The exercise was to write something - a poem, essay, short story, whatever - starting with the words
"J died" and ending with the words "an Oscar Statuette".
These are the random lines I drew at my writers' group last Saturday. I then had twenty minutes to come up with something.
Here are the entries, in the order in which I received them. There's is some humor as well as some poignant moments - a wonderful variety of ways to get from A to B (or in this case, from J to O...)
Mine is on the bottom.
J died. He was only eighteen. Actually he was more like 12 but in real time he was 18. A tragic life of sorts. Born still and revived. I think he saw Jesus. I am most sure he did. In his things there was a box and in it was an Oscar statuette.
J died, broken-hearted. It had been his lifelong dream to win an Oscar, yet, although his performances were inspired, even brilliant at times, he was unable to secure a nomination. He came close to it on more than three occasions, but each time Fate stepped in and he found himself declined in the final run-up. His Mother, E had of course been his most valiant supporter and, just as his coffin was being carefully lowered into the freshly dug grave, she lent forward and, ever so gently placed an ornate box on the lid. Inside was her very own Oscar statuette.
J died, as did A, B, C, D, E, F, G, H, and I before him. The little girl stood straight and tall as she sang. Each letter the alphabet rang out clear and strong before fading into history as the next letter grew into perfect tone and cadence before it, too, dyed away.
When the little girl had finished her song, the small crowd stood and applauded as she smiled and curtsied, ever so slightly. She hated singing for her parent's dinner parties, but they would never know by the stellar performance she'd just given them. As she exited the dinner hall, the little girl imagined herself leaving the stage on Oscar night, flashing a smile and carrying an Oscar statuette.
By Middle Child:
J. died. It was a rainy night and his car slid off the road and into a ravine. When the police came to inform me, I was numb.
I made all the arrangements for the funeral and contacted all I thought should know.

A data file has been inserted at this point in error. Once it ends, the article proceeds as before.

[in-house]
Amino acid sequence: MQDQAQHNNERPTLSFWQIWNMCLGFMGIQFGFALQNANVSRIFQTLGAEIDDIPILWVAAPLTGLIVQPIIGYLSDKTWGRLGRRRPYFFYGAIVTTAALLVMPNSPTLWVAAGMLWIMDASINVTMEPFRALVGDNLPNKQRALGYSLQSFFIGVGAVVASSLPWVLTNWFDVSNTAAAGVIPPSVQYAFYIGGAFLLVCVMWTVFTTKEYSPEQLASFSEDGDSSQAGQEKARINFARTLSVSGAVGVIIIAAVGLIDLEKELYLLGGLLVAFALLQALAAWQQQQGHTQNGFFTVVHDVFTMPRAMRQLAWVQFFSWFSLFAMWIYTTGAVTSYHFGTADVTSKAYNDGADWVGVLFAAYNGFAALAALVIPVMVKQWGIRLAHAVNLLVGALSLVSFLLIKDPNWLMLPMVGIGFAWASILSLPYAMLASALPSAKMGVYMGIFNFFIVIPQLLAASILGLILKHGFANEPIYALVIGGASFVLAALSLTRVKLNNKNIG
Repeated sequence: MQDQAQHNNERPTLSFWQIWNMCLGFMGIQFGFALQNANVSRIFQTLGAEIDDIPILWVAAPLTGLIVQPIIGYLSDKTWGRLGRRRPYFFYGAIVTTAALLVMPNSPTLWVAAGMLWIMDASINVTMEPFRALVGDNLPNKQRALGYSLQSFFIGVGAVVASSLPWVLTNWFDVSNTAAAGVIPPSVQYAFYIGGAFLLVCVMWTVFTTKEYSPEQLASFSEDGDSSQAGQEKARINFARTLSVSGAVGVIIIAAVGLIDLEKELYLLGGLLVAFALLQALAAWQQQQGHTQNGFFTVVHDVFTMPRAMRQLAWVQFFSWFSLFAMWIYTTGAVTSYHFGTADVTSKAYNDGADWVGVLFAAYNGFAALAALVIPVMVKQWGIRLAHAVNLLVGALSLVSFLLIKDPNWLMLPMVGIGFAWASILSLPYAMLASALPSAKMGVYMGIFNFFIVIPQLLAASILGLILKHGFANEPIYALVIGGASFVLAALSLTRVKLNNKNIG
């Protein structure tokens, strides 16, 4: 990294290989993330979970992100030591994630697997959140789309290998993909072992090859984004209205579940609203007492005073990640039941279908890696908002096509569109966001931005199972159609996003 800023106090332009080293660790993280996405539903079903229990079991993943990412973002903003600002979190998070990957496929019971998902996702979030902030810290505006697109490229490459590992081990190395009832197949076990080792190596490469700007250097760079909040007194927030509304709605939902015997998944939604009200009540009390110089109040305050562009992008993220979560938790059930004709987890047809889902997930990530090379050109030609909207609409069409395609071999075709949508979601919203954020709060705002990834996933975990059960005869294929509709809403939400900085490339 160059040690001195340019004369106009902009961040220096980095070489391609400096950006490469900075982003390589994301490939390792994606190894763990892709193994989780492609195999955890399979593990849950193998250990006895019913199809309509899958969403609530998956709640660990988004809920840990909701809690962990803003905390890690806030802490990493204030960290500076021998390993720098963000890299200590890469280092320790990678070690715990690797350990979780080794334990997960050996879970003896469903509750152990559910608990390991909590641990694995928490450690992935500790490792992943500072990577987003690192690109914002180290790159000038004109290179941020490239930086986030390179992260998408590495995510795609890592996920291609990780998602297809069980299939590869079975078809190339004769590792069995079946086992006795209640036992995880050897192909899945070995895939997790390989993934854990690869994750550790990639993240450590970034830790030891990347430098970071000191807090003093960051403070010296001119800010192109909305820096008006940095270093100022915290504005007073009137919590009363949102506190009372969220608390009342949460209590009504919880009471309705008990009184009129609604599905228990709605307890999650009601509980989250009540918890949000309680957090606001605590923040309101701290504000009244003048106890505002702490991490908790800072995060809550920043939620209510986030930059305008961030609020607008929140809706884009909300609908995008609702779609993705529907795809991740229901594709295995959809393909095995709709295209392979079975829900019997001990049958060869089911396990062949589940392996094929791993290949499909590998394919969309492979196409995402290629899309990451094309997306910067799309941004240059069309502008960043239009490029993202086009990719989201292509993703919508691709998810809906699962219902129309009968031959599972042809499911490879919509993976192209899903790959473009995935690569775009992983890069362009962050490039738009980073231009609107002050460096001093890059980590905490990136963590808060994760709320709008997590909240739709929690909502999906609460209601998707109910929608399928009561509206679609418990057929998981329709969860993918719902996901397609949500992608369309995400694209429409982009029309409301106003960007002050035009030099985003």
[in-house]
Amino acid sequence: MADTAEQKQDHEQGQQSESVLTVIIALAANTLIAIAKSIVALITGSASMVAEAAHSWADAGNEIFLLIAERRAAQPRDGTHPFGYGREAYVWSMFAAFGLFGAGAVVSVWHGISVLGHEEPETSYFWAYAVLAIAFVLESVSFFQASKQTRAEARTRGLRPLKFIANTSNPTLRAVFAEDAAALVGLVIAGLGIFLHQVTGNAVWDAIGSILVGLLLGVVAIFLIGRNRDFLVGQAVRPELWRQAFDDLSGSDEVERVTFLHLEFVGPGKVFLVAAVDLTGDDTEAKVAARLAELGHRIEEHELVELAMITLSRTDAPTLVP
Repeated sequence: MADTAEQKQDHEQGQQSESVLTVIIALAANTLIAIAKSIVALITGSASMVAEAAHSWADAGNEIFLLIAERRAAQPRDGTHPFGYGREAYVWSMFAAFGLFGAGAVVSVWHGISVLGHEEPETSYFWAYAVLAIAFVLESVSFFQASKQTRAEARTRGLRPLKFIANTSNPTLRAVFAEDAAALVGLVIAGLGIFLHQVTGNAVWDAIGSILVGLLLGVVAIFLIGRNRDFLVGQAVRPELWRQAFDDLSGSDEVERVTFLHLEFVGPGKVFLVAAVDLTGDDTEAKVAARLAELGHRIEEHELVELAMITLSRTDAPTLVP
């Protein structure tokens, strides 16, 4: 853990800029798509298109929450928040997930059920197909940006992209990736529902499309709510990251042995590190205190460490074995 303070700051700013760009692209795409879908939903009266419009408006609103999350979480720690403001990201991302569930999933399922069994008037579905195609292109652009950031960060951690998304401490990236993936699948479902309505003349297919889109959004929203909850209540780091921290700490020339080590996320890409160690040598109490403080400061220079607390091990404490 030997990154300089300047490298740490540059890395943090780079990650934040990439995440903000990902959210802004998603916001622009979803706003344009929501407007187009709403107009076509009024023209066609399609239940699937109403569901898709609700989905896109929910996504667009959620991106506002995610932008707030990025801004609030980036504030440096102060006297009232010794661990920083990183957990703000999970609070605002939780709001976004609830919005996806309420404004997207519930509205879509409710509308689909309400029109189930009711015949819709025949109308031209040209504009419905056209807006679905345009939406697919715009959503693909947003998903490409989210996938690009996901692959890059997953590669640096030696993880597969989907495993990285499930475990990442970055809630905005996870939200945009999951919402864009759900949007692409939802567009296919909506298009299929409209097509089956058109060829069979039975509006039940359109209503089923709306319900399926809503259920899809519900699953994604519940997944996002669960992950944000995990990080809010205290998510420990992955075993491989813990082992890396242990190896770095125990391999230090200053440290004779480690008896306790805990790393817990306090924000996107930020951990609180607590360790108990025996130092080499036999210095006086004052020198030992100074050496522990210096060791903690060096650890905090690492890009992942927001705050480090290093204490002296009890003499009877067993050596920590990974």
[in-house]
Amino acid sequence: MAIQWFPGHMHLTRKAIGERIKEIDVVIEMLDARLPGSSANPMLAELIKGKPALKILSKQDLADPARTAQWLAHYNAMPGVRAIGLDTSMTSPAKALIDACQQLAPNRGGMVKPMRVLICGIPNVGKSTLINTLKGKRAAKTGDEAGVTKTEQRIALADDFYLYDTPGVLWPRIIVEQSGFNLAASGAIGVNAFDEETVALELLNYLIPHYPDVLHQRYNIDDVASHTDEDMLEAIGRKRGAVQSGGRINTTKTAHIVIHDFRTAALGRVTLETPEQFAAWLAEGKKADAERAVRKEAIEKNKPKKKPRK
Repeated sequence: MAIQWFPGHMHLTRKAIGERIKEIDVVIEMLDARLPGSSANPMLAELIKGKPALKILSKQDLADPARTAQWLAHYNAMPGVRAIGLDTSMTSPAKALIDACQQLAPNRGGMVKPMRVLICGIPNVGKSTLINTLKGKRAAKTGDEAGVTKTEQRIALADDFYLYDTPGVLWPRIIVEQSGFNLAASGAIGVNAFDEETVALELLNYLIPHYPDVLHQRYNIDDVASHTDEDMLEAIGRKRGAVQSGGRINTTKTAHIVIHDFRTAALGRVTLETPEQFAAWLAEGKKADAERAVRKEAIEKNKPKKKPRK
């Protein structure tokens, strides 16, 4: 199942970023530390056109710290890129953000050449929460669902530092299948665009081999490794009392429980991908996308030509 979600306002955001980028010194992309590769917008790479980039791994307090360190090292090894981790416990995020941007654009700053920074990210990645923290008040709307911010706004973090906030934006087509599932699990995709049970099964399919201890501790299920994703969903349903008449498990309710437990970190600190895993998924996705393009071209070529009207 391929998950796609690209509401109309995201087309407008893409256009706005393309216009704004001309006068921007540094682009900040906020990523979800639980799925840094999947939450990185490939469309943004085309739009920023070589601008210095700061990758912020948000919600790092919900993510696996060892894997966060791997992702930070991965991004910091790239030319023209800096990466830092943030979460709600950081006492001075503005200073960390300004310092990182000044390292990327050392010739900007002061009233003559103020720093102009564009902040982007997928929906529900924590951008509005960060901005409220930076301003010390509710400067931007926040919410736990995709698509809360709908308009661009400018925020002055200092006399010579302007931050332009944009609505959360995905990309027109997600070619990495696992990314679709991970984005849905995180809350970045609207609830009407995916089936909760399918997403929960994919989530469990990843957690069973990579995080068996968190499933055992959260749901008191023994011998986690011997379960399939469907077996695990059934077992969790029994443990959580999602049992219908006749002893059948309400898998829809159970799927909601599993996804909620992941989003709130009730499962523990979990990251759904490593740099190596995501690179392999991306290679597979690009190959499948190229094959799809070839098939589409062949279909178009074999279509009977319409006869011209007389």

The day of the funeral, I awoke feeling,...different. Better? When I was able to identify the feeling, I suppose I should have felt shame but I didn't. I realized I felt as though the weight of the world had been lifted off my shoulders!
I got dressed for the funeral and as a last touch, I smeared my mascara under my eyes and put on a black satin hat with a lace veil that dropped below my eyes.
As I had expected, the funeral home was packed. Everybody loved J. I stood by the casket feeling nothing as they passed by telling me how wonderful he was and how much he'd be missed. I dutifully dabbed at my eyes and sniffed now and then.
In the days that followed, I allowed friends and relatives to come and take something of his to remember him by. After a while people stopped coming to the house. I took all the rest of his possesions and placed them in the burn pile out back. When it was late and very dark I brought a bottle of whiskey and a chair. I lit the pile on fire. As the flames grew, my thoughts were calm. I did not keep any momento. Everyone loved him. They did not know what happened at home and I did not tell. He was such a good actor, fooling everyone. If there were such a category in life I would say he certainly would have recieved an Oscar Statuette.
By Norm Wotherspoon:
J died on stage every Saturday night
In the bright spotlight
Of the Metro stage;
The audience clapped, everyone could tell
That J always died incredibly well,
He was the coming star of the age.
By each new morn
J was brand-new born
As an actor with stars in his eyes;
Every new role came
With its chance of fame,
And the comforts that stardom buys.
Alas! The years flew past,
And his hopes were cast
To the winds of dreams forgotten;
In his heart he knew,
They would never come true,
Dreams unwound like a reel of cotton.
Until, one day,
While browsing E-Bay;
He bought something he’d never regret.
All his friends think it’s grand,
What he bought, second-hand,
An Oscar statuette.
And finally, mine:
J died in front of 478 people. We all sit, stunned.
A man coughs, signifying the end of our moment of silence. People stand and gather their coats and purses. A woman in front of me shakes a paper cup and gives the straw one last, noisy suck. Others grab mostly empty popcorn tubs, or kick them under their chairs. Slowly they begin to file out.
I remain in my seat, eyes focused on the dead man. His face is frozen in a ghastly grin. Slowly his cheeks and lips relax. He gazes back at me, deep shame in his eyes and a flush of anger rising to his cheeks.
"What are you looking at?" he screams at me.
We're completely alone now. I shake my head at him and stay silent. I want to tell him it's okay. I want to say, "I know you tried. I know what this was supposed to look like. You were close - so close..." but I can't lie. J's performance sucked like the vacuum of space and left about as little warmth in the room.
I should slip my arms in my coat. In my mind I see myself walking out the door, pulling my collar up against the wind. I could enter the safety of my car – but I’m frozen in my seat. Outside, the real world, noisy and messy, awaits us both but we stare across the rows of seats at each other, silent, unmoving.
His face contorts again as tears begin to roll through the creases of his cheeks and nose.
Finally, I find the strength to move. I rise from my seat and walk towards the stage. I step up to where he stands. Now he is not an actor, but a man, and as my arms wrap around him my embrace becomes his Oscar Statuette.